During our South Carolina vacation last week, our 30-year-old daughter asked me early one evening, “Are you going to go practice your sermon, Daddy?”
On the one hand, the question is 100% understandable, as she grew up waking up to the sounds of early morning sermon practice in an adjacent room. And, if an early morning practice was not possible, she also grew accustomed to me disappearing for 45 minutes (usually just before dinner) for that day’s rehearsal.
On the other hand, the question was a bit laughable because I arranged my schedule last week so there’d be NO sermon rehearsal, as Devin Tharp gave the weekend message.
But that “going to practice your sermon” time has been a staple of my weekly routine for more than 30 years because preaching without notes has been my Sunday standard during that same time. How is it that I go from written manuscript to note-less delivery?
The process is idiosyncratic and personalized, no doubt; yet I firmly believe there are take-aways that any preacher or speaker wishing to maximize impact can implement. The process involves personal discipline, memory tools, and understanding of what Fred Craddock calls sounding out the sermon. Yet none of the techniques I will describe will have lasting impact without understanding the foundational premises behind preaching without notes.
Foundational Premise #1: The Difference Between Memorizing And Internalizing
Foundational Premise #2: If you forget where you are in the sermon, the only person who knows is you
Process Emerging From The Principles
1. Write The Manuscript. As you well know, preparing a manuscript featuring both biblical accuracy and rhetorical precision has been the subject of the previous six chapters of the book. Yet I find this twist interesting: a manuscript’s main purpose is to disappear. As Dr. Jerry Mercer, my first preaching professor at Asbury, told us, “Write your manuscript out and then leave it at home.” It took a few months to embrace that wisdom, but I have been living it ever since.
I make sure that my manuscripts have narrow margins and double spacing – the better to scribble on during the week.
2. Daily Rehearsal. In my typical work flow, I am preparing one sermon a week while internalizing another.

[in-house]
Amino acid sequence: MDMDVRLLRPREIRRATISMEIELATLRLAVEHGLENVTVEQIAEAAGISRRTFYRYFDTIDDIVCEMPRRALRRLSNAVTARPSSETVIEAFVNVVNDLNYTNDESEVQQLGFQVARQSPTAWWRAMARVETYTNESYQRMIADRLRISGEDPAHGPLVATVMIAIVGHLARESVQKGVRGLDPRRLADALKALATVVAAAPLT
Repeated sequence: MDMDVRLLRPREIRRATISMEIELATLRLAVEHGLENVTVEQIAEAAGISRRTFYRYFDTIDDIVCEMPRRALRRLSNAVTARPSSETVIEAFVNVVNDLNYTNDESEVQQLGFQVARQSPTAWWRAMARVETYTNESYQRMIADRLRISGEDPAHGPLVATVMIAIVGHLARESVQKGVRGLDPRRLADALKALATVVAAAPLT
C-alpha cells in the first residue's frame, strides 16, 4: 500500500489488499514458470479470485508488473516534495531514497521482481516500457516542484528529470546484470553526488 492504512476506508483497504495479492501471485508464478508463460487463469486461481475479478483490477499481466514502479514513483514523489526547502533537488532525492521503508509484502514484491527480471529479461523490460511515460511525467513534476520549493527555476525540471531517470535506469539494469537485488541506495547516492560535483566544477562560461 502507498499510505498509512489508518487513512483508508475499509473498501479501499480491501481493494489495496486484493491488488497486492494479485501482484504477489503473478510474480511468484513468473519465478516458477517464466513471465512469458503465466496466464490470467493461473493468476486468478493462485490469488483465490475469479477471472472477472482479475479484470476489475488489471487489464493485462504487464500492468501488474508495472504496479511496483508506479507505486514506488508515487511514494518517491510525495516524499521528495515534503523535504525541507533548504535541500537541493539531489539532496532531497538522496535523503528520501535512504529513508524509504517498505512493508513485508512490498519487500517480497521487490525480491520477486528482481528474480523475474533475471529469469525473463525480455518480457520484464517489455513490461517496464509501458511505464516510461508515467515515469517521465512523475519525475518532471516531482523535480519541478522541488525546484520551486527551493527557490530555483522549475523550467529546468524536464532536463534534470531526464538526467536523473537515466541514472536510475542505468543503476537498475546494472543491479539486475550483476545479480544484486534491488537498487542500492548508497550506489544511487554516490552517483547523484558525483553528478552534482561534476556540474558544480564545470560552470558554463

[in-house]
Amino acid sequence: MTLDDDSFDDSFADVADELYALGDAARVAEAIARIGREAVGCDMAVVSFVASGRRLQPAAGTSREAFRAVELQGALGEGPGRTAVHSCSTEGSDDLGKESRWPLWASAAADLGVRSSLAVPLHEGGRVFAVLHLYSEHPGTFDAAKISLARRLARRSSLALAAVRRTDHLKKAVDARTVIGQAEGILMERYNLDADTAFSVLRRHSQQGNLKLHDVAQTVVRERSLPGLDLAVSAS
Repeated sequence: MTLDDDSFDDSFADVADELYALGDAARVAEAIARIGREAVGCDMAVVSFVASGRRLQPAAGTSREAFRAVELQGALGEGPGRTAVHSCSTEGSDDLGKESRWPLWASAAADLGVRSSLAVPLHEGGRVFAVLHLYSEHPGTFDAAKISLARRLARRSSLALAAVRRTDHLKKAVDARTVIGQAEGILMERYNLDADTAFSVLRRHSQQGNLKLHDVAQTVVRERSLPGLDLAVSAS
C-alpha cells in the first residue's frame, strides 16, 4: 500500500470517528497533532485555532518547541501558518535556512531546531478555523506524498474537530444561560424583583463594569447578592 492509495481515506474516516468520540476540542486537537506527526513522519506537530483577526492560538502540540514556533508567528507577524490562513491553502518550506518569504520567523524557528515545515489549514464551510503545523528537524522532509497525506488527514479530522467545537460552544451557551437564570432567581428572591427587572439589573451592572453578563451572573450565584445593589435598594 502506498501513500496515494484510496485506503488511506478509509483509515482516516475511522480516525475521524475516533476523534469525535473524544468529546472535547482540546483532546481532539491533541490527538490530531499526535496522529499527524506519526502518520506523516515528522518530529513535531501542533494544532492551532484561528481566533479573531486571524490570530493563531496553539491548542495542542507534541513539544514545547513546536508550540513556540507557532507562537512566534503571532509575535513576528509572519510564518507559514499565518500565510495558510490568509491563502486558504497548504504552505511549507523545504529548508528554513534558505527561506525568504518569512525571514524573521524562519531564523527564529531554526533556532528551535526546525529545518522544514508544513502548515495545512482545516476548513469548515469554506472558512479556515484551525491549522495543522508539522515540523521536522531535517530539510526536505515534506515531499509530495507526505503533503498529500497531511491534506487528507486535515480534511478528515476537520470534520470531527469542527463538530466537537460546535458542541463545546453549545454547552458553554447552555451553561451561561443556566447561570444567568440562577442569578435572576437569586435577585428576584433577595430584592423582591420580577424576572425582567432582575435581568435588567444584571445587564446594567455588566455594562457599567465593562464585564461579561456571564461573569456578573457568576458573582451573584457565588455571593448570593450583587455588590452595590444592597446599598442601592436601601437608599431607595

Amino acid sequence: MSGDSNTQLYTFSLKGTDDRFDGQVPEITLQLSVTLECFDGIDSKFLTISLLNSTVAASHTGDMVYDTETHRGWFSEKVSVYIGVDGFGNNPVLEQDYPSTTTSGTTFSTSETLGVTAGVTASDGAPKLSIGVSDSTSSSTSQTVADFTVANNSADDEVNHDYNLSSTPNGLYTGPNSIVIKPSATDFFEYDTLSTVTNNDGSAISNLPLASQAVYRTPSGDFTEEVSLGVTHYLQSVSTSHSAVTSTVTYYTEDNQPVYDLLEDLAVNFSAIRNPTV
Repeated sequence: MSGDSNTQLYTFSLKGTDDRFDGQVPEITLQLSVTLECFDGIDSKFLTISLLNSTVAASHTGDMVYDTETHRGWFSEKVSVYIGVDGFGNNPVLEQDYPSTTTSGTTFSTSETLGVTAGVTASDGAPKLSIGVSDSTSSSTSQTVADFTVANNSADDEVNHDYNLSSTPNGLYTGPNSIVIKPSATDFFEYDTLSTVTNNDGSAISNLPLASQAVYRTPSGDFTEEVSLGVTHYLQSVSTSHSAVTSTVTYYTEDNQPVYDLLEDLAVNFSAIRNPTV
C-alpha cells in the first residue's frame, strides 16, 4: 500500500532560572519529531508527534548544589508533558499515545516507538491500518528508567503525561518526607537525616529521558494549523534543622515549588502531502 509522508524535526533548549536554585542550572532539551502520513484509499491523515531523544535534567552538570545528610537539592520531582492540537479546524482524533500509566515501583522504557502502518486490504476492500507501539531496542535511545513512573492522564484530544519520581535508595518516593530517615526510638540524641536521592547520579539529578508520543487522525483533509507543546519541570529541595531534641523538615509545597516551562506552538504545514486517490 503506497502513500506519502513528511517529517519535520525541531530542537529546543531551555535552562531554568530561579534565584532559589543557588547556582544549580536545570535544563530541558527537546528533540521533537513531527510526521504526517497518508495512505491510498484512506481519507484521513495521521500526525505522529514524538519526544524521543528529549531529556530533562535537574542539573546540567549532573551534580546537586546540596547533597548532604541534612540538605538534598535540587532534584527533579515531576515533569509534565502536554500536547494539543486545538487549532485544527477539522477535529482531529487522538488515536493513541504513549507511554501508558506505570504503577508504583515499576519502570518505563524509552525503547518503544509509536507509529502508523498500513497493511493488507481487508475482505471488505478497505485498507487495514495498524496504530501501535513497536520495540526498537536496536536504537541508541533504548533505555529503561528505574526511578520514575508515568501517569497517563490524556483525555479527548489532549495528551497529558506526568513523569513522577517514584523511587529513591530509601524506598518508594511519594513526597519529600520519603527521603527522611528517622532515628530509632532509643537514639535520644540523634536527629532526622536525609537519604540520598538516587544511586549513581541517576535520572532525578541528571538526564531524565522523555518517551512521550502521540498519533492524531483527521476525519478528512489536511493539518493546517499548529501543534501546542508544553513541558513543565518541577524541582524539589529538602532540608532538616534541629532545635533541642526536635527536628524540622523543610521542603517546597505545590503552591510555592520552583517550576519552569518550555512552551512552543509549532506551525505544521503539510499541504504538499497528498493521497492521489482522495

Here’s what I mean. I spend 15-20 hours per week working on chapters One-Six of this book; exegeting, sweating, praying, and wordsmithing my way to a 2000 word sermon manuscript. But the message I am preparing is typically for two months hence. That means I am always eight weeks ahead in sermon design and preparation – which goes a long way to preventing ulcers and allowing the rest of our creative team to add color and music to what I preach. I brought my first four sermons with me from seminary to my first appointment and have slowly gotten more and more ahead through the years – in particular, by preparing a sermon during even those weeks when I knew I wasn’t preaching on Sunday. So that’s the message I’m preparing.
Yet during that same week, I am internalizing the message due to be delivered the next Sunday. It is often one that I have prepared, printed, and then placed in a file two months prior … and then I pull it out on the Monday morning before Sunday delivery. I then take that printed sermon and rehearse it at my home, in front of a mirror, early in the morning, before I ever go to the office. I do that with the sermon every day of the week. This process allows me privacy (no one in the office hears my strange practicing) while also getting the week’s most important work done first thing in the morning when I have the most energy and focus.
With each rehearsal, I arm myself with a purple marker to add what brings clarity and eliminate what is unnecessary. There is nothing that is necessarily biblical about choosing purple; I just find it less obnoxious than red. This rehearsing and purpling often makes what gets delivered on Sunday quite a bit different from what had been prepared eight weeks earlier.
3. Sounding The Sermon. Verbalizing the sermon as opposed merely to reading it over has another benefit: you get to hear the sound of the words you have prepared. We’ve already discovered the unique skills and joys of preparing for an aural medium, so why not prepare aurally? I hear words that don’t work as well together when spoken as they did when they were written; I hear of the adjustments needed to make the message flow, and, on occasion, I even hear how the bottom line into which I had poured so much blood, sweat, and tears wasn’t as good as I thought it was eight weeks earlier.
4. Saturday Prayer. After the final verbal run through – yes, every day Monday through Saturday, which means that I work at least 30 minutes or so on my Friday day-off – it’s time to get serious about the sermon and the Sunday to follow. I lay the manuscript on my bed, lay my hands over it … and pray first of all for three pastoral colleagues who are especially dear friends. They are at different stages of their ministries with differing kinds of responsibilities, but I have long sensed that I should not even think of praying for my sermon without first praying for theirs. So that’s what I do.
Then, with my hands still laid upon my printed sermon, I pray a fresh anointing and a supernatural impact on what will happen on Sunday morning. Sometimes I pray in English, sometimes in Spanish, and sometimes in what I think Paul would call “tongues of angels.” But I pray, relinquishing the results to God. Many years ago, while I was very early both in ministry and in developing this process, I heard God say very clearly to me at the conclusion of one of these Saturday night prayers:
“Don’t ever preach without praying like that.”
So I haven’t.
The preceding is an excerpt from Simplify The Message; Multiply The Impact, released in February by Abingdon Press and available here.